The Masterplan

The corridors to investment are opening up in the world’s second largest economy, which is home to the largest population on earth.

Yes, this is a familiar story, but also an evolving story. Particularly so when China is viewed as a series of economic clusters as opposed to a holistic entity. Specifically, once we hone in on Northern China, though, the accelerated rate of urbanization and development unveils a unique path that lies ahead.

In response to the sheer velocity of development taking place in Beijing and surrounding areas, policymakers felt that the creation of an urban cluster comprised of mega cities would drive integration and thus, collective competitiveness.

Issued by the central government in September 2017, the “Beijing Municipality Master Plan (2016–2035)” showcases a 20-year urban development framework for Beijing. So how does one decode all of this?

As core assets become increasingly scarce in more mature regions, the master plan adds a control mechanism into the commercial real estate supply equation in emerging regions. Running parallel to this heightened control is urban renewal and upgrades to inventory facilities, which will also ameliorate the shortage of supply.

Dubbed several names, authorities appear to have settled on “Jing-Jin-Ji” for the master plan. The Jing-Jin-Ji urban cluster is comprised of two municipalities (Beijing and Tianjin), 11 prefecture-level cities (including Shijiazhuang, Baoding, etc. in Hebei), and the newly established Xiong’an. Accounting for just 2% of the nation’s land area and 6.5% of the population, the Jing-Jin-Ji cluster contributes to 9% of national GDP.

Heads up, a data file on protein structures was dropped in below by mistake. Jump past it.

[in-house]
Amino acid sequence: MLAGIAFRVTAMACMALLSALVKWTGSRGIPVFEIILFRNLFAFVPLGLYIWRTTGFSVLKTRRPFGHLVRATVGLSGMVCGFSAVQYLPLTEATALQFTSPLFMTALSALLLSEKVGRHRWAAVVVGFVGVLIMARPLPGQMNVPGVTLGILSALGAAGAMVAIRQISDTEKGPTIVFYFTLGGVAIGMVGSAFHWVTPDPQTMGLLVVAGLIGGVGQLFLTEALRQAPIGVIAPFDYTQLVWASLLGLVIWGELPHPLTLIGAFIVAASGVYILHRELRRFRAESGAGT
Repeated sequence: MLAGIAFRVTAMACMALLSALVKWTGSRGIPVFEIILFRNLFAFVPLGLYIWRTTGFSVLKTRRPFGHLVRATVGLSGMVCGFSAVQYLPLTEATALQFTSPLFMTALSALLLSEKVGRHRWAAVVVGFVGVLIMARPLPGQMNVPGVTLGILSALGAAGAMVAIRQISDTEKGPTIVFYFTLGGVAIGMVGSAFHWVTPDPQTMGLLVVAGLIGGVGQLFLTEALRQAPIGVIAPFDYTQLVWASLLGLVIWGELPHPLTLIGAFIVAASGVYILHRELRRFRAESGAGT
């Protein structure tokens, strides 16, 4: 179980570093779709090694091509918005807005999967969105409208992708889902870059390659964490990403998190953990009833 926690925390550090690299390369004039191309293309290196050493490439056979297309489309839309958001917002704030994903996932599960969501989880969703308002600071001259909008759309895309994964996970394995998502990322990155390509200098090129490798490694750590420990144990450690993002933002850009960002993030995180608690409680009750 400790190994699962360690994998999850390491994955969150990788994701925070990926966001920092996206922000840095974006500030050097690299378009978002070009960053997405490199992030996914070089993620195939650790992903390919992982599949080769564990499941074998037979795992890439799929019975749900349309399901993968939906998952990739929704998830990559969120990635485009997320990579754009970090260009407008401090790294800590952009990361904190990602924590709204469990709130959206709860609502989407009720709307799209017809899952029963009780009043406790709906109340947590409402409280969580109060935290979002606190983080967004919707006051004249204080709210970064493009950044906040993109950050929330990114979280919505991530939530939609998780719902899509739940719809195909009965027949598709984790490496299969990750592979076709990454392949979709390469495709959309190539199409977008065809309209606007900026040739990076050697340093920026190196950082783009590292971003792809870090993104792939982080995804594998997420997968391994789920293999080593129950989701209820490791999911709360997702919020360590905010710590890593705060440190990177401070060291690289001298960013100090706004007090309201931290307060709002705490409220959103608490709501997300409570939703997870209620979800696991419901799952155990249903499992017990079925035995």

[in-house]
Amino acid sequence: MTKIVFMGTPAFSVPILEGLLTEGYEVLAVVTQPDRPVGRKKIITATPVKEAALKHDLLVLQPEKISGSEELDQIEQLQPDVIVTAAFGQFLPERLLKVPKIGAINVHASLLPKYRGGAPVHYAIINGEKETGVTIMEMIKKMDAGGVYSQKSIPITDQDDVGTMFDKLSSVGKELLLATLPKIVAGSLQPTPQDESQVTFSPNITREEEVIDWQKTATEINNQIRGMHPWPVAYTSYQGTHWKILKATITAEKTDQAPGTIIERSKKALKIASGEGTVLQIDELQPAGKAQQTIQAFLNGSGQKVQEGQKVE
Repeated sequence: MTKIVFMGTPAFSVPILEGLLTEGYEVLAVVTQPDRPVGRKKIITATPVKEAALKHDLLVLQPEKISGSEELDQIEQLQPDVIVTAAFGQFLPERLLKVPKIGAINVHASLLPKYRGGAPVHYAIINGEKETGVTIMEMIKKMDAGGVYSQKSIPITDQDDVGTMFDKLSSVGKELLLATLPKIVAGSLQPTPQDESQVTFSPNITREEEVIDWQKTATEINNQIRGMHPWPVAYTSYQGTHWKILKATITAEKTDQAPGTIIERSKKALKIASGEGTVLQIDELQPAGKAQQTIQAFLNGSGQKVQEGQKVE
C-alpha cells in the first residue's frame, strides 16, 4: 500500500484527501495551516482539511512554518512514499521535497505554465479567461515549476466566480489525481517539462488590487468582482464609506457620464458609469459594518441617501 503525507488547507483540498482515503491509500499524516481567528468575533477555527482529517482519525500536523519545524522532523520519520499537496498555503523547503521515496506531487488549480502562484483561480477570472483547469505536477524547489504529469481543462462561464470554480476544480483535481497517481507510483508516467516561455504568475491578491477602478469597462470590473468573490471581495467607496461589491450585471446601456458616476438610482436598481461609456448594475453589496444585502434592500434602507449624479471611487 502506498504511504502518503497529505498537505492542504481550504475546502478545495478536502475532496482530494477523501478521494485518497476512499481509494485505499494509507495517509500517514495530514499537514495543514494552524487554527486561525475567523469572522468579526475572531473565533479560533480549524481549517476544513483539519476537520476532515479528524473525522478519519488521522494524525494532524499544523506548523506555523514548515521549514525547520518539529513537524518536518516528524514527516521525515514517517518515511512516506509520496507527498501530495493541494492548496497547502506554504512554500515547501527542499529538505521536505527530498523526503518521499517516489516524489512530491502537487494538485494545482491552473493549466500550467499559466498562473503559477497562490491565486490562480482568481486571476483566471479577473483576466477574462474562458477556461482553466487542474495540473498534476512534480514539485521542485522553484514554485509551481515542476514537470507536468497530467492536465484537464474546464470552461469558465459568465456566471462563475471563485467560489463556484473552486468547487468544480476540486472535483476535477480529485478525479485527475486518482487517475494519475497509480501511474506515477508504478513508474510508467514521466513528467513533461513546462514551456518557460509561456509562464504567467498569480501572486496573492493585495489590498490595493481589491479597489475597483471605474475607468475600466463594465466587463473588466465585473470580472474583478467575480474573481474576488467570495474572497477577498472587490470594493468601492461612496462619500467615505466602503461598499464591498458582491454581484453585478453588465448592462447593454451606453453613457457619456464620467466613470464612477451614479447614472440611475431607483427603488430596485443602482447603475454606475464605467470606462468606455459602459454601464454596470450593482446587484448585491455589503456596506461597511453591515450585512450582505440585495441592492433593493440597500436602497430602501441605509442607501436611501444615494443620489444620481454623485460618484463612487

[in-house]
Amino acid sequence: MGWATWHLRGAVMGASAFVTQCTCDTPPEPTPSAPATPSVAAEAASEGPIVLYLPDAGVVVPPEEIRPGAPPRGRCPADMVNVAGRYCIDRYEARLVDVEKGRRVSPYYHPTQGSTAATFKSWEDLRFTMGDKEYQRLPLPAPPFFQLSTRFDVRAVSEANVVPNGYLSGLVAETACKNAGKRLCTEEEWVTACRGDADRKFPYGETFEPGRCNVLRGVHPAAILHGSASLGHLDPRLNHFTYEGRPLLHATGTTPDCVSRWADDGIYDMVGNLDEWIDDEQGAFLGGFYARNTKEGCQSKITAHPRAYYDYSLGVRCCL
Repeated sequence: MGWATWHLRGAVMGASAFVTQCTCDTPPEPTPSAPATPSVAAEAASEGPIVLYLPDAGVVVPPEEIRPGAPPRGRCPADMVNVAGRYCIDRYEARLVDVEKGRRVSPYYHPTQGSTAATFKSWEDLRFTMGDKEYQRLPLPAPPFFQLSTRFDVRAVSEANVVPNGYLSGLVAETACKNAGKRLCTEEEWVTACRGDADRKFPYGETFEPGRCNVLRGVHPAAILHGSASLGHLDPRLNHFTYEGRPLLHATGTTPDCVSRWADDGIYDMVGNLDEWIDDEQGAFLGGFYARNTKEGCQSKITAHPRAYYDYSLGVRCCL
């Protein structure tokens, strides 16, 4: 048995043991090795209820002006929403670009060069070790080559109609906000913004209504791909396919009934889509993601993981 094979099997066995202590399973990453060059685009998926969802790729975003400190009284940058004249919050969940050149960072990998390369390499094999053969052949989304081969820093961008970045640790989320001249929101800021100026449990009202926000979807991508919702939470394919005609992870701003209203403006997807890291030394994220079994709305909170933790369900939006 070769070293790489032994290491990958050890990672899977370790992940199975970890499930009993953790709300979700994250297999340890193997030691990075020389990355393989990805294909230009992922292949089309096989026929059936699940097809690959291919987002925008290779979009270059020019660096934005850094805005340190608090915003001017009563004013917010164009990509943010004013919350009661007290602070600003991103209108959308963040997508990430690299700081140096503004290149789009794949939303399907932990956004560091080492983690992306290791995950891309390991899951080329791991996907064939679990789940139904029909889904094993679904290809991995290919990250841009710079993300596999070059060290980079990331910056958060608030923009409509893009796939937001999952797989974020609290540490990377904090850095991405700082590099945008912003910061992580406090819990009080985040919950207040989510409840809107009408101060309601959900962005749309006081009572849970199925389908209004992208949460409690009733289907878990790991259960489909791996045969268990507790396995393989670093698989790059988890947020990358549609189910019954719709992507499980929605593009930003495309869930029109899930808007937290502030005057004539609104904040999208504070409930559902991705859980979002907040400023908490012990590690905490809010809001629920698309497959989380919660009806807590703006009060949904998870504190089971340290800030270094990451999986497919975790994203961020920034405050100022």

As details surrounding the Jing-Jin-Ji cluster’s development plans have come to fruition, we expect the cluster to overcome obstacles and make breakthrough progress in infrastructural development and improved accessibility, in time better serving the region’s economic and social needs.

While new policies surrounding urban planning might be perceived as temporarily constricting the supply of office, logistics, residential and investment properties in the short term, the amalgam of transformations to spatial utility, profit modelling and deleveraging will, in the long term, create value for both investors and occupiers.

The scope of usage and occupiers for governmental and industrial assets are clearly defined in the master plan. Driven by a desire to optimise market value, developers and investors will then cooperate closely with occupants on not only the construction and transformation of spaces but also on asset management and operational processes, paving the path for sustainable development.

Another facet to the series of transformations taking place will be an evolvement in the channels through which developers and investors extract value. The traditional profit-making mode dominated by property sales has reached a bottleneck. Developers and investors will instead seek to derive profits through rental returns and provision of value-added services for occupants. This will alter the way in which industrial investors, resource platform operators, property managers and construction service providers operate.

Separately, the gradual liberalization of asset-backed securities will encourage developers and investors to deleverage and secure more direct financing. The force of deleveraging, paired with governmental measures to incentivize long term renewal planning will enhance the investment decision making process through greater transparency and will also lay the path for sustainable growth.

Bringing this all together, the Jing-Jin-Ji cluster is the only widespread cluster located in Northern China, rendering it a key force in shifting the national economic landscape. The delivery of new infrastructure over the next few years will cater to developers, occupiers and investors – who all have a new playground.

By Tin Sun, Head of Research, Northern China, CBRE.